10. Billy Dee Williams, Batman, 1988.
  11. Mark Harmon, The Presido, 1988.  Lee Marvin and Jeff Bridges as two cops with a history  became  Sean Connery and Don Johnson (Miami Vice got in the way) and wound  up as Connery and Harmon…   Strange that so many – Alec Baldwin, Michael Biehn, Jeff Bridges, Harrison Ford, Mel Gibson, Richard Gere, Michael Keaton, Dolph Lundgren, Bill Pullman, Dennis Quaid, Kurt Russell, Patrick Swayze, Jean-Claude Van Damme, Bruce Willis… even rival biceps Arnold Schwarzenegger and Sylvester Stallone – were contacted for the second banana rôle. And a bad one. Matching what Chicago critic Roger Ebert called “a clone, of a film assembled out of spare parts from… the cinematic junkyard.”
  12. Richard Gere, Internal Affairs, 1989.     ’Tis the season to be cops…. with two offers…   UK director Mike Figgis said Paramount wanted Mel Gibson or Kurt Russell (big hits in ’88’s Tequila Sunrise) as the badass cop-cum-hit man. “If we’d hired a movie star to play Peck,” noted producer Frank Mancuso Jr, “we might not have been able to so successfully explore the darkness of the character.” Some 19 other stars – Johnson, Alec Baldwin, Tom Berenger, Jeff Bridges, Pierce Brosnan, Kevin Costner, Robert De Niro, Michael Douglas, Harrison Ford, Ed Harris, William Hurt, Tommy Lee Jones, Michael Keaton, Nick Nolte, Al Pacino, Christopher Reeve, Arnold Schwarzenegger, Sylvester Stallone, John Travolta… and four outsiders Richard Dean Anderson, Willem Dafoe, Jeff Goldblum, Ron Silver – all passed Peck to Gere for a double whammy comeback with Pretty Woman. “I’ve never been away,” snapped Gere. Oh, but he had. Almost to Palookaville.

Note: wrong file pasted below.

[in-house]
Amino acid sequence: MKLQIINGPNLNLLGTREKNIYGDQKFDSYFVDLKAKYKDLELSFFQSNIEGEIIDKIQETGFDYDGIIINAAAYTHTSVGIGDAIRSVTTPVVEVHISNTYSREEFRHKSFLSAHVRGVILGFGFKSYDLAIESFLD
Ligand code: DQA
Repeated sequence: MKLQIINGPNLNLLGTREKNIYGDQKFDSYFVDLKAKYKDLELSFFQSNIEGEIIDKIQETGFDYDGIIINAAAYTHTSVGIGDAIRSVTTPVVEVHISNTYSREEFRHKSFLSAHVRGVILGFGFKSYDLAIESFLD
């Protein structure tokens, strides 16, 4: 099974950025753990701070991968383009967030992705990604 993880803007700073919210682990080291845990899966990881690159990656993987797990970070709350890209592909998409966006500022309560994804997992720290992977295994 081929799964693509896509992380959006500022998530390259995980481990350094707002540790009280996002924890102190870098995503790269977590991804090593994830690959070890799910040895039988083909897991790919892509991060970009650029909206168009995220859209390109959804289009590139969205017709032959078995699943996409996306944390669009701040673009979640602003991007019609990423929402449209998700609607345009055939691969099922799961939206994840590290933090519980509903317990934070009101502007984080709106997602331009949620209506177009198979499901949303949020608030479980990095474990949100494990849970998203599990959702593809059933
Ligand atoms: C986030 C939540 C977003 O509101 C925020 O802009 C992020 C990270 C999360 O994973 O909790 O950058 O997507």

13. Kurt Russell, Tango & Cash, 1989.     Next… ? Sylvester Stallone was Raymond Tango – without question. But who would he accept as his equally frame cop pardner, Gabriel Cash? After Patrick Swayze ran (to solo billing in Road House), the list was long… Johnson, Michael Biehn, Pierce Brosnan, Kevin Costner, Richard Gere, Mel Gibson, Michael Keaton, Ray Liotta, Liam Neeson, Michael Nouri, Gary Oldman, Robert Patrick, Bill Paxton, Ron Perlman, Dennis Quaid, Gary Sinise. Plus three  future Sly co-strs: Harrison Ford, Bruce Willis and James Woods. They all lost out on the debatable pleasure of four directors! From the Russian Andrei Konchalovsky to, secretly, Stallone.